Over the years, BoxGroup has made over 300 investments including having invested in the earliest rounds of Ro, Plaid, Airtable, Workrise, Scopely, Bowery Farms, Ramp, Titan, Warby Parker, Classpass, Guideline and Glossier. It has had a number of impressive exits in Flatiron Health, PillPack, Matterport, Oscar, Mirror, Bark, Bread and Trello.
Besides being the first firm to write Plaid a check, BoxGroup was also the first investor in PillPack, which ended up selling to Amazon for just under $1 billion in 2018.
BoxGroup Five – the firm’s early-stage fund – will invest in about 40 to 50 new companies a year with investments ranging from $250,000 to $1 million.
“We want to be the second or third biggest check in a round,” Tisch said.
Image Credits: BoxGroup; Adam Rothenberg (left), Nimi Katragadda (bottom), Greg Rosen (top), David Tisch (right)
The opportunity fund occasionally makes later-stage investments in new companies, but mostly just continues to support companies it invested in at an earlier stage. For example, BoxGroup first invested in id.me in 2010.
“The company is sort of an 11-year overnight success that we’ve been backing for over a decade now,” Tisch said. “It’s an example of us just continuing to support companies through their life cycle.”
BoxGroup also pre-seeded digital healthcare startup Ro, but also funded every round it’s raised since, including its most recent $500 million funding at a $5 billion valuation.
Tisch describes the BoxGroup six-person team as “generalists” in terms of the spaces it invests in, with a portfolio consisting of startups in the consumer, enterprise, fintech, healthcare, marketplace, synthetic biology and climate sectors.
Interestingly, BoxGroup’s last fund closures – which totaled $165 million – marked the first time the firm had accepted outside capital in nine years. Prior to that point, it had been funded with only personal capital. Its LPs are a mixed group of endowments, foundations and family offices.
For BoxGroup, building authentic relationships with founders is at the root of what the firm does, says Partner Nimi Katragadda. That includes taking bets on founders, sometimes more than once, even if one of their companies didn’t work out. It means backing just ideas in some cases, and people.
“This cannot be transactional, it has to be personal,” she said. “We want to go on a journey with someone for a decade as they build their business…. We’re comfortable with what early means, including a lot of assumptions, more vision than traction, and raw product.”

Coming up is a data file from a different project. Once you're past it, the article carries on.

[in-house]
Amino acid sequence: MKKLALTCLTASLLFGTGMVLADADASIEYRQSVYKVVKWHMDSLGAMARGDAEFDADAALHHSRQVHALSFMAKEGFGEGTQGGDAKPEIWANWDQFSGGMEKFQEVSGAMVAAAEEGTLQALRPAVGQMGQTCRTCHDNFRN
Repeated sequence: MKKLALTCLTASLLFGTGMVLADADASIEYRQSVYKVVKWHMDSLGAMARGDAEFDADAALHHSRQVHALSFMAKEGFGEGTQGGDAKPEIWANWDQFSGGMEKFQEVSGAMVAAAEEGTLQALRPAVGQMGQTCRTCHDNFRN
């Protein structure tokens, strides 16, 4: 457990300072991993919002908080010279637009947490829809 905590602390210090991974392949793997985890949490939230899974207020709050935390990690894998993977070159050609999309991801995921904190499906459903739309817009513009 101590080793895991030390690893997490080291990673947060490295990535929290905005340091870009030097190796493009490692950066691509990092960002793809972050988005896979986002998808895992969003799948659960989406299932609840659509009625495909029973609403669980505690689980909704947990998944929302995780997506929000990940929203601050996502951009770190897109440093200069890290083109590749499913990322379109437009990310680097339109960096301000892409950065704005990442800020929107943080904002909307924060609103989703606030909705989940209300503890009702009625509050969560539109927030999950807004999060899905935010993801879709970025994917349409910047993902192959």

Partner Adam Rothenberg agrees, saying: “Our goal is to be the friend in the room. We believe in honesty, tough love, and transparency in building relationships with founders. We focus on the “how” more than the “what” — how a founder thinks, how they will build product, and how they think about attracting talent.”
With offices in San Francisco and New York, the firm will likely be growing in the near future as BoxGroup is looking to add on some “first-line investors,” Tisch said.
Recently, Greg Rosen was named a partner at the firm. Rosen originally joined BoxGroup in 2015, where he spent three years before leaving to join Benchmark. He re-joined BoxGroup in early 2020 and joins the firm’s three other partners: Tisch, Rothenberg and Katragadda.
While the world of venture is crazy hot right now, Tisch said the firm keeps itself grounded with a wisdom that can only be gained with experience and in time.
“There is seemingly infinite capital waiting to be deployed,” he said. “Without calling the cycle, we know that over time markets go up and down…No matter where we are in a given cycle, smart and determined minds will come together to build important technology companies. Our job is to make sure we are meeting those founders and choosing wisely about which ones to partner with for 10+ year journeys.”
Organizing information about prospective deals is a challenging task for B2B sales teams, since salespeople usually rely on multiple tools (email, Zoom, WhatsApp, etc) to talk with buyer committees. It becomes even more unwieldy when sales teams work remotely. Nektar.ai is a B2B sales productivity startup that wants to help sales team by reducing the amount of time they spend on manual data entry and providing analytics that can increase their revenue. The Singapore-based company announced today it has raised $6 million in seed funding, led by B Capital Group.
3One4 Capital and returning investor Nexus Venture Partners also participated, along with angel investors like Amit Midha, president of Asia Pacific and Japan at Dell; Ritesh Agarwal the founder and CEO of OYO Hotels;, Kevin Merritt, former president of Tyler Technologies’ data and insights division; Evan Davidson, SentinelOne’s vice president of Asia Pacific and Japan; Deep Nishar, senior managing partner at SoftBank Investment Advisers; and Tom Donlea, Ekata’s vice president and general manager of APAC.